The 20 Most Epic Action Scenes in Movie History
10. The Duel Of The Fates – Star Wars: Episode I – The Phantom Menace
As you’d kinda expect given its name, the Star Wars saga is practically bursting at the seams with moments of monumental conflict. Indeed, numerous lightsaber duels, planetary skirmishes and interstellar dogfights could easily have made the cut for this list, but the three-way showdown between heroic Jedi Knights Qui-Gon Jinn and Obi-Wan Kenobi and the villainous Sith Lord Darth Maul in The Phantom Menace tops them all.
Set during the previously unseen heyday of the Jedi Order, this duel was the first time audiences glimpsed what combatants fuelled by the mystical Force were capable of – and boy, was it worth the wait! Actors Liam Neeson and Ewan McGregor – who played Qui-Gon and Obi-Wan, respectively – trained hard under swordmaster and stunt coordinator Nick Gillard to hone their swordplay skills to lightning-quick speed, allowing them to convincingly go toe-to-toe with martial artist Ray Park, who portrayed Maul.
Toss in some death-defying acrobatics, a drama-filled environment – there are no work place health and safety laws in a galaxy far, far away, apparently – and a pulse-pounding, choral-driven score by master composer John Williams, and you’re left with the greatest lightsaber dust-up of them all.
Admittedly, the so-called “Duel of the Fates” doesn’t quite have the sweeping, volcanic vistas and mythic baggage of the “Battle of the Heroes” at the end of Revenge of the Sith. Nor do we have quite the same emotional connection to our heroes as we do when watching Luke Skywalker face-off against Darth Vader in The Empire Strikes Back, or with Rey when she trades blows with Kylo Ren in The Force Awakens.
But these are minor quibbles: director George Lucas got plenty wrong with The Phantom Menace, but thanks to the hard work of Gillard, Neeson, McGregor and Park (not to mention countless other crew members), he really hit it out of the park with this sequence.
Best Moment: After Qui-Gon is mortally wounded by Maul, Obi-Wan rushes to defend his fallen master, and a blinding display of swordsmanship ensues.
9. Showdown at House of Blue Leaves – Kill Bill Vol.1
From the moment Reservoir Dogs arrived in cinemas, there was never any doubt that Quentin Tarantino knew what he was doing in the director’s chair. However, when the acclaimed auteur first announced two-part outing Kill Bill, the question on most peoples’ lips was: “Yeah, but can he shoot action?”
Well, as the Showdown at the House of Blue Leaves in Kill Bill Vol.1 more than proves, QT is as capable of coordinating a sustained, meticulously-choreographed action set piece as any blockbuster director. Here, Uma Thurman plays former assassin the Bride, who finds herself crossing samurai swords with Yakuza enforcers the Crazy 88, as well as sadistic, morning star-wielding school girl Gogo Yubari!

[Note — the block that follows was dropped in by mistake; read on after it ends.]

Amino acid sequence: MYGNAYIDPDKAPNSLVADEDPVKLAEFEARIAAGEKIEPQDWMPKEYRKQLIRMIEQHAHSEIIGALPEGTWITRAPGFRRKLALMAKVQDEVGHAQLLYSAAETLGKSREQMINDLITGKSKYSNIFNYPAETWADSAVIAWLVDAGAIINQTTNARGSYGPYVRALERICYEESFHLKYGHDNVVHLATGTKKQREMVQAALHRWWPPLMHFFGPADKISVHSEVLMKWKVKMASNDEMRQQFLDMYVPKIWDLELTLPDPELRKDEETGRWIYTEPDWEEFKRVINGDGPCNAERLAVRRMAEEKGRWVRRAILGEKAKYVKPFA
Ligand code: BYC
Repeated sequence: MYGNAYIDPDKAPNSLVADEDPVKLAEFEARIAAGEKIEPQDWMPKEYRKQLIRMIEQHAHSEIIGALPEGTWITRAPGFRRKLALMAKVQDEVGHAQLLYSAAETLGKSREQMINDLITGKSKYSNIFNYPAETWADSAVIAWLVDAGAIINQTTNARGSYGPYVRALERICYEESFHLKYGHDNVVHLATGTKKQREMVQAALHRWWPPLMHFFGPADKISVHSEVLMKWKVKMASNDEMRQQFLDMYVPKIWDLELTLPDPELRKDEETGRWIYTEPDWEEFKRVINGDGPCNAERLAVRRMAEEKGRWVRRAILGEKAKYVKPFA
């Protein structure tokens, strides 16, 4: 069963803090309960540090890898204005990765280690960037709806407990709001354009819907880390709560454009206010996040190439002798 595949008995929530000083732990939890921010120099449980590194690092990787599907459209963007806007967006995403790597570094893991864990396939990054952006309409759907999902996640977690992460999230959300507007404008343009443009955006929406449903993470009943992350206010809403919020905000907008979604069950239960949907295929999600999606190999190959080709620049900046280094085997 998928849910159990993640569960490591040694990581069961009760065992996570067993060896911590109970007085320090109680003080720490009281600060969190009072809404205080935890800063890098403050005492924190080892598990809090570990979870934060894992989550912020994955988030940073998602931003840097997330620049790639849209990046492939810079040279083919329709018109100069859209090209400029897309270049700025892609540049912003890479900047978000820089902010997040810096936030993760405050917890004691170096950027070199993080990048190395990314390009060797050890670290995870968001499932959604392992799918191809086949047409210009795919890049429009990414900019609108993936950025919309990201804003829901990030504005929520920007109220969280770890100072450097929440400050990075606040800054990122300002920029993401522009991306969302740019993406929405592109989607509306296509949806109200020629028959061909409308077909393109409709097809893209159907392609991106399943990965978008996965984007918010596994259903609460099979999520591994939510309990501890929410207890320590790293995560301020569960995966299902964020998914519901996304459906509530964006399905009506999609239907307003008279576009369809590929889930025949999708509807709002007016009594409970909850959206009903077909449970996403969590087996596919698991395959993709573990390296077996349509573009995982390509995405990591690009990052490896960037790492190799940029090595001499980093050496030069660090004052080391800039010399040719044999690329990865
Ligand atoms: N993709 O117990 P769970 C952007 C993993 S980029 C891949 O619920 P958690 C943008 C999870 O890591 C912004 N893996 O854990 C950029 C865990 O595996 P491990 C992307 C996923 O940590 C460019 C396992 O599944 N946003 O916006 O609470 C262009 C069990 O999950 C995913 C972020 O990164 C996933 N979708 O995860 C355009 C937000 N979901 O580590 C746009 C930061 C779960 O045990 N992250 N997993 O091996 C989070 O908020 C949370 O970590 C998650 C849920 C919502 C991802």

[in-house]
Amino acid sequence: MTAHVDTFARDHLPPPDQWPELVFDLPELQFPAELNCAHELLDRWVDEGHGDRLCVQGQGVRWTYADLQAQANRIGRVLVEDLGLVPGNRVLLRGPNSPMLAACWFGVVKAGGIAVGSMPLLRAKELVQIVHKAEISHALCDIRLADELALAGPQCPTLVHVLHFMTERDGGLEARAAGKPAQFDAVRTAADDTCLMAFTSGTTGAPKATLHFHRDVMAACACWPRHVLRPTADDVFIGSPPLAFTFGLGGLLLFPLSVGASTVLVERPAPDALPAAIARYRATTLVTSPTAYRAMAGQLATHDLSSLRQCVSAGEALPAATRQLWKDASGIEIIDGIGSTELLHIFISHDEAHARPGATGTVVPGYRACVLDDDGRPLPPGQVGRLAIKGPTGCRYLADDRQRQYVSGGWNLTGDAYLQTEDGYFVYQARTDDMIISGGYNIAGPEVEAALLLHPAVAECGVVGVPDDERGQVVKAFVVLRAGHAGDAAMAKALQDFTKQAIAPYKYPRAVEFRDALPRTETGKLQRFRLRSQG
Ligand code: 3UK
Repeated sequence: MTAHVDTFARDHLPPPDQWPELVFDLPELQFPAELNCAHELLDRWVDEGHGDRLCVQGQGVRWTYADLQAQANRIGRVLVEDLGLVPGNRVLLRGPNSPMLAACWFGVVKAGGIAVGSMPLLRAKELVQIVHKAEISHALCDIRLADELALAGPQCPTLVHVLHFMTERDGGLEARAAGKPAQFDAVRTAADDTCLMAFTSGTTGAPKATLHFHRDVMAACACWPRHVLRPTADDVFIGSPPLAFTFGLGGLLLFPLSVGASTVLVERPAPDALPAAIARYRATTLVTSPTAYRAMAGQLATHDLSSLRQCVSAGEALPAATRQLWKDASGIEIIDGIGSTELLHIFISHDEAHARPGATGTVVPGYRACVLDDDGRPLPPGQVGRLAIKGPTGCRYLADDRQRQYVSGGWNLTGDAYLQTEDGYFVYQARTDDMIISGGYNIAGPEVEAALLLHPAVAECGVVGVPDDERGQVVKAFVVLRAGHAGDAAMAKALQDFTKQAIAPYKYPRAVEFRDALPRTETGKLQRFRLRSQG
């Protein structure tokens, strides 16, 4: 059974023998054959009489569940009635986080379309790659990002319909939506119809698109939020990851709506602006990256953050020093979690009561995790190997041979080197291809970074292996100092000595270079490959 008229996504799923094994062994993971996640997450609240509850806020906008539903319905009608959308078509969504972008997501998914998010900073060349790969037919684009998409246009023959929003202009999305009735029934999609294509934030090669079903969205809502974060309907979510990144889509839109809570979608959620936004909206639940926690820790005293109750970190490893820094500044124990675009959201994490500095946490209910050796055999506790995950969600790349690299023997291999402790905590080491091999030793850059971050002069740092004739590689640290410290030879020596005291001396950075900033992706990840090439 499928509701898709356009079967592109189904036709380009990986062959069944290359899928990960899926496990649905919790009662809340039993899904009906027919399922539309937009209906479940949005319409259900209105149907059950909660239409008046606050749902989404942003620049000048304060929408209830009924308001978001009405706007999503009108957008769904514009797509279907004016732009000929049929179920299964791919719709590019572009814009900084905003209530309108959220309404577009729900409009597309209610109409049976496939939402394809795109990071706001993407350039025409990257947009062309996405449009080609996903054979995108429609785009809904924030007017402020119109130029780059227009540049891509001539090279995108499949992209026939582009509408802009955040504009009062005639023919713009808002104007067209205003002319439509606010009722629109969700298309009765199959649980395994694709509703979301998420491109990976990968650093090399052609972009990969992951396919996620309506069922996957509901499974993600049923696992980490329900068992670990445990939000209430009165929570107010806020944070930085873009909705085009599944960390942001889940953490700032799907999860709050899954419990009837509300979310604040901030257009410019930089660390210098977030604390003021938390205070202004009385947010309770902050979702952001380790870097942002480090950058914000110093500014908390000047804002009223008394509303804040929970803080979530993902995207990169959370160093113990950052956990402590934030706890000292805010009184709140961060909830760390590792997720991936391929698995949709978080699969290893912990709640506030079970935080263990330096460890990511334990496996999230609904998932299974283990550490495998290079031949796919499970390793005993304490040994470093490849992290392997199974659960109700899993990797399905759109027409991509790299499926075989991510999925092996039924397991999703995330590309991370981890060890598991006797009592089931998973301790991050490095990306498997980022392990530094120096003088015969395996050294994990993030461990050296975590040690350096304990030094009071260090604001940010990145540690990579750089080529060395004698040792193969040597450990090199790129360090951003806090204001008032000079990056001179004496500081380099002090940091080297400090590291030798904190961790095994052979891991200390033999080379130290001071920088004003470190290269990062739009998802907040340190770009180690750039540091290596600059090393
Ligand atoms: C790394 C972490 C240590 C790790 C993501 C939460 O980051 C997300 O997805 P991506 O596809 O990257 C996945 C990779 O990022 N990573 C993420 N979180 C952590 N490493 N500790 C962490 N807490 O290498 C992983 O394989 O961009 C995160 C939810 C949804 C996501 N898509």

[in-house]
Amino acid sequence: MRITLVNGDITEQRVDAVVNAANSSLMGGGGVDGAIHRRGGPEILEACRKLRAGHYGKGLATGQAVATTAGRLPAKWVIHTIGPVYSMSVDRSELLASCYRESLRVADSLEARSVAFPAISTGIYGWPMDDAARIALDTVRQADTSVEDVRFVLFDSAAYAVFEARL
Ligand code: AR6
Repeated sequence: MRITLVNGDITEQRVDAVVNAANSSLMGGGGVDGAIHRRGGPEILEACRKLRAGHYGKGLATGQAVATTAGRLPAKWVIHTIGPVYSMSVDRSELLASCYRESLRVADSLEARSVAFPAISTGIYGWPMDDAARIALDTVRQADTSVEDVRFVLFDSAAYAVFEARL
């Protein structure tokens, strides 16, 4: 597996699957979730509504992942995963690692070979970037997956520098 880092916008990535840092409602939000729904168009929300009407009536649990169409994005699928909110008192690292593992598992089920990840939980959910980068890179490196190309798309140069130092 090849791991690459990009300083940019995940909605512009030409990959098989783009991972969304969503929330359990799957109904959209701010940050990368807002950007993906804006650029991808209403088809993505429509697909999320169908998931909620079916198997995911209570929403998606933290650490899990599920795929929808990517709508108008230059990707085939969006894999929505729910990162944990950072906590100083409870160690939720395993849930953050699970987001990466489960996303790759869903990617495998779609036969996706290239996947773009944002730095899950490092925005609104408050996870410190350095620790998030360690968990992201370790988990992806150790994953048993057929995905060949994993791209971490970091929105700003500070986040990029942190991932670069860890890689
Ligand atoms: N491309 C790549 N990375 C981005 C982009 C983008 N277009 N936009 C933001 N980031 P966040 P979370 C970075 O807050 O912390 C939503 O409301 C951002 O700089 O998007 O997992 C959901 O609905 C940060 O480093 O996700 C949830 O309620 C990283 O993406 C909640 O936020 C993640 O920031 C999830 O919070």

Through it all, Tarantino and fight choreographer Woo-Ping Yuen keep things interesting by varying the tempo – shifting gears from moments of fun high-speed, Hong Kong cinema-style carnage to instances of slow, nail-biting tension. Director of Photography Robert Richardson likewise keeps things visually dynamic, and the constant flitting between full colour and black & white footage is not only inspired, but ever slightly tones down some of the more intense instances of gore.
Best moment: Encircled by the Crazy 88, The Bride – a katana in each hand – dispatches her opponents in a gruesome yet balletic showcase of breakdancing-inspired combat, all to the feel good tune of “Nobody But Me” by the Human Beinz.
8. The Zero-Gravity Corridor Brawl – Inception
Think you need a cast of thousands, a surplus of pyrotechnics and an eye-melting amount of CGI to create a grandiose action scene? Well, the zero-gravity corridor brawl in Inception – which boasts only two participants, no explosions and very few digital effects – will make you rethink that assumption.
Shaking down in the same artificial reality as much of the rest of Christopher Nolan’s 2010 dream heist flick, this showstopping set-piece sees Joseph Gordon-Levitt’s Arthur tangle with a lone assailant in a scuffle that defies the laws of physics.
Special effects coordinator Chris Corbould, production designer Guy Hendrix Dyas and cinematographer Wally Pfister deserve all the kudos there is for realizing these fisticuffs predominantly through practical effects work.
Building the hotel corridor set on a special rig that could be rotated 360 degrees, the trio enabled Nolan to capture this mind-bending scrap in-camera – with CGI used mostly to remove safety wires from the performers – and that degree of verisimilitude is what makes this scene truly epic.